7 One night I was sitting on the bed in my hotel room on Bunker Hill, down in the very middle of Los Angeles. It was an important night in my life, because I had to make a decision about the hotel. Either I paid up or I got out: that was what the note said, the note the landlady had put under my door. A great problem, deserving acute attention. I solved it by turning out the lights and going to bed.

8 I first met Dean not long after my wife and I split up. I had just gotten over a serious illness that I won’t bother to talk about, except that it had something to do with the miserably weary split-up and my feeling that everything was dead. With the coming of Dean Moriarty began the part of my life you could call my life on the road.

9 In an ideal world, we would have been orphans. We felt like orphans and we felt deserving of the pity that orphans get, but embarrassingly enough, we had parents. I even had two. They would never let me go, so I didn’t say goodbye; I packed a tiny bag and left a note.

10 When you pass the runover deer in the car, crows start squawking. The deer lies up high on a snowbank, all four legs sticking up in the air at the edge of the road, right at the spot where I come out of the woods on my snowshoes. A doe. I trudge up to her and turn her over. One side is already torn up, an eye is missing. Tracks of coyote and fox lead up to and away from the animal in all directions.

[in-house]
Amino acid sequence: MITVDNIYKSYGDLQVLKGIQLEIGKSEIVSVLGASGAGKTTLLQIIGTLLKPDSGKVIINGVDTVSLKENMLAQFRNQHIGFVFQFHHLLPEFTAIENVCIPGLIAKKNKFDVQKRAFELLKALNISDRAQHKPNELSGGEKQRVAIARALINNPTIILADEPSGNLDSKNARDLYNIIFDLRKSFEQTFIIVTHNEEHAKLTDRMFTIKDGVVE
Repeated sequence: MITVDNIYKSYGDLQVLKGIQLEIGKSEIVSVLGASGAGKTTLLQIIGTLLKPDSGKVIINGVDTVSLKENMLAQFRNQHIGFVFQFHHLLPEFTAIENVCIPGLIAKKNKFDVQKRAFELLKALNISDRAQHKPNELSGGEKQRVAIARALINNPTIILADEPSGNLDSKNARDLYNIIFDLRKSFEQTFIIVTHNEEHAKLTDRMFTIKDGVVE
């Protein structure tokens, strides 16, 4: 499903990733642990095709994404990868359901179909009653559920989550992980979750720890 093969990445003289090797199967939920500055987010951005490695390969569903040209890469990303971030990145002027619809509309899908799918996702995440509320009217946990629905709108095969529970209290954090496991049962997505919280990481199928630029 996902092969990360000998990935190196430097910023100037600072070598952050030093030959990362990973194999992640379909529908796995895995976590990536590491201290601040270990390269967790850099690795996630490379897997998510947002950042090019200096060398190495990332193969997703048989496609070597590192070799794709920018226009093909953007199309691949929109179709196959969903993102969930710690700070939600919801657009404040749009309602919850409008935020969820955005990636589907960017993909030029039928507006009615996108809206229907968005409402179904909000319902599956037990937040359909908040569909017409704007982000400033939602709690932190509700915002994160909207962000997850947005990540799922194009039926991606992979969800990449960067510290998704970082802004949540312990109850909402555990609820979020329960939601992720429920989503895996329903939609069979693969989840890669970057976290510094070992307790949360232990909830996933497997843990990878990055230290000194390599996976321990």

In the woods I’m illiterate.

11 When I am run down and flocked around by the world, I go down to Farte Cove off the Yazoo River and take my beer to the end of the pier where the old liars are still snapping and wheezing at one another.

12 A screaming comes across the sky. It happened before, but there is nothing to compare it to now.

It is too late. The Evacuation still proceeds, but it’s all theatre. There are no lights inside the cars. No light anywhere. Above him lift girders as an iron queen, and glass somewhere far above that would let the light of day through. But it’s night. He’s afraid of the way the glass will fall – soon – it will be a spectacle: the fall of a crystal palace.

13 The first time I saw him he couldn’t have been more than sixteen years old, a little ferret of a kid, sharp and quick. Sammy Glick. Used to run copy for me. Always ran. Always looked thirsty.

14 When it came to concealing his troubles, Tommy Wilhelm was not less capable than the next fellow.

And here are the writer’s and the books or stories where I found those first sentences.

1 Jim Carroll, The Basketball Diaries

2 Christine Schutt, Florida

3 Haruki Murakami, The Seventh Man

4 J. D. Salinger, De Daumier-Smith’s Blue Period

5 Don Carpenter, Hard Rain Falling

6 Mark Twain, The Adventures of Huckleberry Finn

7 John Fante, Ask the Dust

8 Jack Kerouac, On the Road

9 Miranda July, Something That Needs Nothing

10 Verena Stefan, Doe a Deer

11 Barry Hannah, Water Liars

12 Thomas Pynchon, Gravity’s Rainbow

13 Budd Schulberg, What Makes Sammy Run?

14 Saul Bellow, Seize the Day